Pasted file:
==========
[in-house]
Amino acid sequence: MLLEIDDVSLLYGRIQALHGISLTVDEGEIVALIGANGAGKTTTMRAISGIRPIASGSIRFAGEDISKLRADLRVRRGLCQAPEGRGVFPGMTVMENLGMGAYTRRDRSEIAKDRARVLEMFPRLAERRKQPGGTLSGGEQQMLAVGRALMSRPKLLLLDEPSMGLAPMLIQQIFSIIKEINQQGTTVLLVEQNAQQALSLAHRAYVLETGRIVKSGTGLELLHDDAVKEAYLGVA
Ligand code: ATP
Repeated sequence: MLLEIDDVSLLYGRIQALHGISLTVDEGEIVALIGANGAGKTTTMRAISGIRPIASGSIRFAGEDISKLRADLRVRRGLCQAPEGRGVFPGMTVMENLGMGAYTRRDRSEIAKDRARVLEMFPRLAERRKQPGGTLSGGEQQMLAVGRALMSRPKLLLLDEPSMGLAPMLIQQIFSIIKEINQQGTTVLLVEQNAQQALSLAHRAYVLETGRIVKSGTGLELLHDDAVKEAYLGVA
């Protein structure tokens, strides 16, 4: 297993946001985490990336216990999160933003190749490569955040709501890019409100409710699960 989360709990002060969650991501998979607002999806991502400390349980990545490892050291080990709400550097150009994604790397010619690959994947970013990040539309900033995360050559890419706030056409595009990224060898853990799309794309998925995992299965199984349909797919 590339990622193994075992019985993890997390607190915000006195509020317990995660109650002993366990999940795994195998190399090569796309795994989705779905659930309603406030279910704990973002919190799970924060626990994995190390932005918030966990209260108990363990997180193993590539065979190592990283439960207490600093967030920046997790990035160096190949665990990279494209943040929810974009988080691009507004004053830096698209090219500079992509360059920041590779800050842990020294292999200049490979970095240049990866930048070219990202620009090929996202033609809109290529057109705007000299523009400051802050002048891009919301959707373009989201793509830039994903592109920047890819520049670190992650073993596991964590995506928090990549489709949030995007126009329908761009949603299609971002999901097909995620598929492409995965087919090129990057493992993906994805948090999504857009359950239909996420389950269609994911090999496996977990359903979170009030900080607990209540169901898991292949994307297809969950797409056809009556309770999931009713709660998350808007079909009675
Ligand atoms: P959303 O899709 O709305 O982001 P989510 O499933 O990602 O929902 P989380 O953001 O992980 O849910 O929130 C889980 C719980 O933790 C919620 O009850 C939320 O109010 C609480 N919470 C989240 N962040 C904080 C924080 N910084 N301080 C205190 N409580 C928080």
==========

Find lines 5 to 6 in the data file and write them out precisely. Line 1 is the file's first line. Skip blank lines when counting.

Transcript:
């Protein structure tokens, strides 16, 4: 297993946001985490990336216990999160933003190749490569955040709501890019409100409710699960 989360709990002060969650991501998979607002999806991502400390349980990545490892050291080990709400550097150009994604790397010619690959994947970013990040539309900033995360050559890419706030056409595009990224060898853990799309794309998925995992299965199984349909797919 590339990622193994075992019985993890997390607190915000006195509020317990995660109650002993366990999940795994195998190399090569796309795994989705779905659930309603406030279910704990973002919190799970924060626990994995190390932005918030966990209260108990363990997180193993590539065979190592990283439960207490600093967030920046997790990035160096190949665990990279494209943040929810974009988080691009507004004053830096698209090219500079992509360059920041590779800050842990020294292999200049490979970095240049990866930048070219990202620009090929996202033609809109290529057109705007000299523009400051802050002048891009919301959707373009989201793509830039994903592109920047890819520049670190992650073993596991964590995506928090990549489709949030995007126009329908761009949603299609971002999901097909995620598929492409995965087919090129990057493992993906994805948090999504857009359950239909996420389950269609994911090999496996977990359903979170009030900080607990209540169901898991292949994307297809969950797409056809009556309770999931009713709660998350808007079909009675
Ligand atoms: P959303 O899709 O709305 O982001 P989510 O499933 O990602 O929902 P989380 O953001 O992980 O849910 O929130 C889980 C719980 O933790 C919620 O009850 C939320 O109010 C609480 N919470 C989240 N962040 C904080 C924080 N910084 N301080 C205190 N409580 C928080």